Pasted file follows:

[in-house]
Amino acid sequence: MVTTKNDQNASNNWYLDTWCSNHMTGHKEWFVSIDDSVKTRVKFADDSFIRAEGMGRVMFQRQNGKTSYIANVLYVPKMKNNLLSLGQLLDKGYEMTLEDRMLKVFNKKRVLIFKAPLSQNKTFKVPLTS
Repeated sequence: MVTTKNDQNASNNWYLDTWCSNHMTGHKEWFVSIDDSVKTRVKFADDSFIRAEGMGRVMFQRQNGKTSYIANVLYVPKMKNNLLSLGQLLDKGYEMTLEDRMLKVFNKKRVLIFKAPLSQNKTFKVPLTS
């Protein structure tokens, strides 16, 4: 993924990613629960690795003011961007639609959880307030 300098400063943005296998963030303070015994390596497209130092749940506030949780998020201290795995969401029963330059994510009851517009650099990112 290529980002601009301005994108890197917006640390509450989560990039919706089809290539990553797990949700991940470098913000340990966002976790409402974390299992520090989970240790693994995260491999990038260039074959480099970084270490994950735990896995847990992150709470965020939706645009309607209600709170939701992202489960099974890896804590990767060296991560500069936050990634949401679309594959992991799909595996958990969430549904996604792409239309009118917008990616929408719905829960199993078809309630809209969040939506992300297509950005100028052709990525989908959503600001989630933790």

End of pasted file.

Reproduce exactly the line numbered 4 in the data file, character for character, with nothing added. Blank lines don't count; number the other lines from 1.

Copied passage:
């Protein structure tokens, strides 16, 4: 993924990613629960690795003011961007639609959880307030 300098400063943005296998963030303070015994390596497209130092749940506030949780998020201290795995969401029963330059994510009851517009650099990112 290529980002601009301005994108890197917006640390509450989560990039919706089809290539990553797990949700991940470098913000340990966002976790409402974390299992520090989970240790693994995260491999990038260039074959480099970084270490994950735990896995847990992150709470965020939706645009309607209600709170939701992202489960099974890896804590990767060296991560500069936050990634949401679309594959992991799909595996958990969430549904996604792409239309009118917008990616929408719905829960199993078809309630809209969040939506992300297509950005100028052709990525989908959503600001989630933790």